|101: Introduction to Comparative Politics (undergraduate)||
This course provides an introduction to some important themes of comparative political analysis, one of the four broad subfields of political science. It is designed to help students understand the building blocks of government and explore the political, social and economic phenomena that effect countries around the world, including our own. We will cover three centuries and five continents in order to develop an understanding of how the world we live in – one characterized by the rise of industrial nation states – came to be. Through critical comparative analysis we will examine the challenges of economic development, social transformation, and nation building.
|231: Modern Political Thought (undergraduate)||
This course will provide an overview of several themes of modern political thought. We will survey the works of major figures in the modern canon from the 17th through the 19th century, reading significant selections from many of their most important works. In the process, we will explore more general themes and questions pertinent to political theory in the modern era, particularly focusing on the relationship of the individual to community, society, and state. We will consider the political forms that emerged out of those struggles, as well as the changed and distinctly "modern" conceptualizations of political theory concepts such as freedom, responsibility, justice, rights and obligation, as central categories for organizing moral and political life.
|372: Democratic Institutions and Democratic Theory (undergraduate)||
This course examines the structure and dynamics of different democratic institutions. In this process, we consider differences between parliamentary and presidential systems, between different electoral systems, and different systems for power-sharing such as federalism and consociationalism. The goal of the course is to understand the workings of these institutions, the practical implications of particular institutional designs, and the normative justifications invoked to support them in different historical context. Particular attention will be paid to the historical processes through which democratization emerged in the West, with comparisons to processes of political transformation in the Global South.
|791AB: Political Inquiry (graduate)||
Political scientists use a range of approaches, and hold a variety of methodological commitments. This course is designed to introduce students to the philosophical and epistemological underpinnings of different approaches. The aim of the course is to enable students to make more deeply informed judgments about the types of political science work that they encounter and undertake. Students will be encouraged to appreciate alternative approaches to political analysis, weigh their relative utility in answering questions of importance to them, and determine whether and how these different approaches might fruitfully be combined.This course provides an introduction to the logic of inquiry and research design in political science. Specifically it reviews traditions in the philosophy of science and applies them to political science. The course is designed to help students design and pursue interesting research topics.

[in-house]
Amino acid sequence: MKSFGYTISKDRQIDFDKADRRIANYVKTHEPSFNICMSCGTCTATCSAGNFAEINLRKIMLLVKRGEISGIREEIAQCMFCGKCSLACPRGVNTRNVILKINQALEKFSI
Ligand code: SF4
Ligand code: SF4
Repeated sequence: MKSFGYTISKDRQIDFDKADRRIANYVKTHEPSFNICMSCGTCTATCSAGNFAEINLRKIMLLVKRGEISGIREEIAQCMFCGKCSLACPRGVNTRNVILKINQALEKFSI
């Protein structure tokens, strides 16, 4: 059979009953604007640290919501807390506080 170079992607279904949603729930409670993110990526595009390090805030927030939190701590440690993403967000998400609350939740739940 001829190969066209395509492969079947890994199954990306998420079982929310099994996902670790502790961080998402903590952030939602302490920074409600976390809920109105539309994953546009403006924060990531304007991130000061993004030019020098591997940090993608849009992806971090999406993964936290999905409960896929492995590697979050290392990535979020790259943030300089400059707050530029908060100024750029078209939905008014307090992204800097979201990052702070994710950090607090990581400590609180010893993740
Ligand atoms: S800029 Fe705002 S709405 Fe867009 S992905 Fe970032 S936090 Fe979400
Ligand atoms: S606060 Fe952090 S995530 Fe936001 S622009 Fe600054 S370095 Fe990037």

|791N: Democratization (graduate)||
This course focuses on the process of democratization in historical and comparative perspective. We will begin by examining different definitions and theories of democracy. We will then move on to discuss different approaches to understanding the emergence of democratic forms of government in the modern world in order to determine the basic dynamics of democratization. We will also consider patterns of democratization in different historical, social, and cultural context in order to assess and adjust our theoretical framework. One of the goals of the class will be to grapple with different definitions of democracy and to consider their application in different contexts. Other important issues we will discuss include democratic consolidation, political institutions, civil society, and the international environment. Finally, in the last week of the course will turn to the future prospects and challenges for democracy and democratization in countries around the world. Though the course is organized around different themes, a variety of illustrative cases will be discussed in detail throughout.
|797 BB: Qualitative Methods (graduate)||
This course covers key issues in the study and practice of qualitative methods. While this is not a “how-to” class, it is motivated by the belief that the study of methodology must be accompanied by the practical application of those methods. The course is designed to allow you to examine various approaches and specifically to produce an awareness of the trade-offs involved when one selects one approach, method, technique, or type of evidence over others. After discussing various “meta-issues” regarding the nature of qualitative methods research, the course covers the ideal-typical and practical use of specific qualitative methods such as case-study, interviewing, historical research, ethnography, and discourse analysis. Examples come from social science research and speak directly to the development of qualitative methods within political science.